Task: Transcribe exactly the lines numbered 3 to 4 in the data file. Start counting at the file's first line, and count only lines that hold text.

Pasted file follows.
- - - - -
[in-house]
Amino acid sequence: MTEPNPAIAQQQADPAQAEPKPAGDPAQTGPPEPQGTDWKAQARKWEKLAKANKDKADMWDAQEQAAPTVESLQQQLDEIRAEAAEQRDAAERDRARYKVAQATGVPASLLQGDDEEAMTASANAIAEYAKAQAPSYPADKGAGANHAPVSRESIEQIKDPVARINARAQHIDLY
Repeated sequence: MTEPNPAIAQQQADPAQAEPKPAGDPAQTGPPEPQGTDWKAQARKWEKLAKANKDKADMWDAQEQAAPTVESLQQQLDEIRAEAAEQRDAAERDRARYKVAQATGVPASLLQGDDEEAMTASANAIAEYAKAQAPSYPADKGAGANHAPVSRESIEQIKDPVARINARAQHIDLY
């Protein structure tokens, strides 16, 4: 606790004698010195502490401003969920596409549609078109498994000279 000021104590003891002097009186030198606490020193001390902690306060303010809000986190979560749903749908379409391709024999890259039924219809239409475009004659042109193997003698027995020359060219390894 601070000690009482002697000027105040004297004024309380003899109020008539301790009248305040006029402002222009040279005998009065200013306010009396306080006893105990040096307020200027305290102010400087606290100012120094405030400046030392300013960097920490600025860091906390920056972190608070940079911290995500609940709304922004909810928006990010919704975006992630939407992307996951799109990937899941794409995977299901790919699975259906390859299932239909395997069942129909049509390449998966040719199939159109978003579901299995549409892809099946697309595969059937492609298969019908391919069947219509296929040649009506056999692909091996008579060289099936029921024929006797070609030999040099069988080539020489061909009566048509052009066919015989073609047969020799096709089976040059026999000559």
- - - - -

Repeated sequence: MTEPNPAIAQQQADPAQAEPKPAGDPAQTGPPEPQGTDWKAQARKWEKLAKANKDKADMWDAQEQAAPTVESLQQQLDEIRAEAAEQRDAAERDRARYKVAQATGVPASLLQGDDEEAMTASANAIAEYAKAQAPSYPADKGAGANHAPVSRESIEQIKDPVARINARAQHIDLY
């Protein structure tokens, strides 16, 4: 606790004698010195502490401003969920596409549609078109498994000279 000021104590003891002097009186030198606490020193001390902690306060303010809000986190979560749903749908379409391709024999890259039924219809239409475009004659042109193997003698027995020359060219390894 601070000690009482002697000027105040004297004024309380003899109020008539301790009248305040006029402002222009040279005998009065200013306010009396306080006893105990040096307020200027305290102010400087606290100012120094405030400046030392300013960097920490600025860091906390920056972190608070940079911290995500609940709304922004909810928006990010919704975006992630939407992307996951799109990937899941794409995977299901790919699975259906390859299932239909395997069942129909049509390449998966040719199939159109978003579901299995549409892809099946697309595969059937492609298969019908391919069947219509296929040649009506056999692909091996008579060289099936029921024929006797070609030999040099069988080539020489061909009566048509052009066919015989073609047969020799096709089976040059026999000559």